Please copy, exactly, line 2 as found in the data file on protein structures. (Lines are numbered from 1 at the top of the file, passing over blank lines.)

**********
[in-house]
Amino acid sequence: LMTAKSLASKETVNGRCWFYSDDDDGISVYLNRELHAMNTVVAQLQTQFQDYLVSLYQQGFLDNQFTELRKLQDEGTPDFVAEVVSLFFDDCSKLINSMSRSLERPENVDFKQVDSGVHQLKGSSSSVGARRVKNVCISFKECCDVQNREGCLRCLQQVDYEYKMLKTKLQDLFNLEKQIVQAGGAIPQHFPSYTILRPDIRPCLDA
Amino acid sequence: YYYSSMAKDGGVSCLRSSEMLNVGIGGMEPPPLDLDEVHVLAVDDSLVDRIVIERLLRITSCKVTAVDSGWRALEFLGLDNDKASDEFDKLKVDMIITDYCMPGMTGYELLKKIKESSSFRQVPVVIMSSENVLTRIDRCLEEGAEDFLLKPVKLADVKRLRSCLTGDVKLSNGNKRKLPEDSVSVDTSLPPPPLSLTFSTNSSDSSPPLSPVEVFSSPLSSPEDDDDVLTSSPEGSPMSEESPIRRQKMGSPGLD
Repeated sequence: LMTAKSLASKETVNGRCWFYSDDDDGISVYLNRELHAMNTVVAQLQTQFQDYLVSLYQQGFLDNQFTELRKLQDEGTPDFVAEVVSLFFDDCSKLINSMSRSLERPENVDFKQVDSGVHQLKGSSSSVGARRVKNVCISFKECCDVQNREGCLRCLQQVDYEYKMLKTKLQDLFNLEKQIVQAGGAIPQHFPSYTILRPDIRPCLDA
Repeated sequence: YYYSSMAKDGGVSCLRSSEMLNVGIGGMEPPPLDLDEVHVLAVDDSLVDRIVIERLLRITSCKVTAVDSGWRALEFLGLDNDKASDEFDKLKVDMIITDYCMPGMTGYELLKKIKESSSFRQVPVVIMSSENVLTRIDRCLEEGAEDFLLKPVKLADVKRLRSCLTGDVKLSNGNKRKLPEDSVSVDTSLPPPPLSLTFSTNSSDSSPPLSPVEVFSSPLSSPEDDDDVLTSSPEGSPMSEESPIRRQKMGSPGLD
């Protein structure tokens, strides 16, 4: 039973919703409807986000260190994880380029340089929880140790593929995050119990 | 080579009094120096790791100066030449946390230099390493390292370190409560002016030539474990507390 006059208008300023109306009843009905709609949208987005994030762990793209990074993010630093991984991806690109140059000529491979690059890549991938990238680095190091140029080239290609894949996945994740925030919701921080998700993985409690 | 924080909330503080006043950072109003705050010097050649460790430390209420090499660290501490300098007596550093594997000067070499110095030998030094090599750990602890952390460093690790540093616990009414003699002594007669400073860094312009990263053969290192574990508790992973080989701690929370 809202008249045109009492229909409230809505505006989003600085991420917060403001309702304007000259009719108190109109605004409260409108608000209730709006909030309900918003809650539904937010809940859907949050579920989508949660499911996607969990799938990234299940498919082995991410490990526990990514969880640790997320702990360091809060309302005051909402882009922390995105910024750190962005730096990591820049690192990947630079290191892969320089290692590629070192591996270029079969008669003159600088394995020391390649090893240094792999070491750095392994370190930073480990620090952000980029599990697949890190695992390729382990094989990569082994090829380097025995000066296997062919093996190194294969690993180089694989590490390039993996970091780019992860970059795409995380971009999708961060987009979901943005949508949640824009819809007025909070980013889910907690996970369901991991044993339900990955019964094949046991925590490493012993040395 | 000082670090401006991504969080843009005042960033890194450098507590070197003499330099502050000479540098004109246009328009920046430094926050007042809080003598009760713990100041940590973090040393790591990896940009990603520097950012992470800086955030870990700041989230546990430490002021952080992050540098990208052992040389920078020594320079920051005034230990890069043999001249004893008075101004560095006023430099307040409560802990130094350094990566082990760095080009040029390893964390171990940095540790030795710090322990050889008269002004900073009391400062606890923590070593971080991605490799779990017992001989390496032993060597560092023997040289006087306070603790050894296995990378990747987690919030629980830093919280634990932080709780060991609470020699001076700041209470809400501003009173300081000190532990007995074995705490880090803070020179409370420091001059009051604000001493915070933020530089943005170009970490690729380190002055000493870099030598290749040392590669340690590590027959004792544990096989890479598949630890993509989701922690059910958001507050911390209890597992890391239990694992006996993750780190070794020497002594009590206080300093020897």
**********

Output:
Amino acid sequence: LMTAKSLASKETVNGRCWFYSDDDDGISVYLNRELHAMNTVVAQLQTQFQDYLVSLYQQGFLDNQFTELRKLQDEGTPDFVAEVVSLFFDDCSKLINSMSRSLERPENVDFKQVDSGVHQLKGSSSSVGARRVKNVCISFKECCDVQNREGCLRCLQQVDYEYKMLKTKLQDLFNLEKQIVQAGGAIPQHFPSYTILRPDIRPCLDA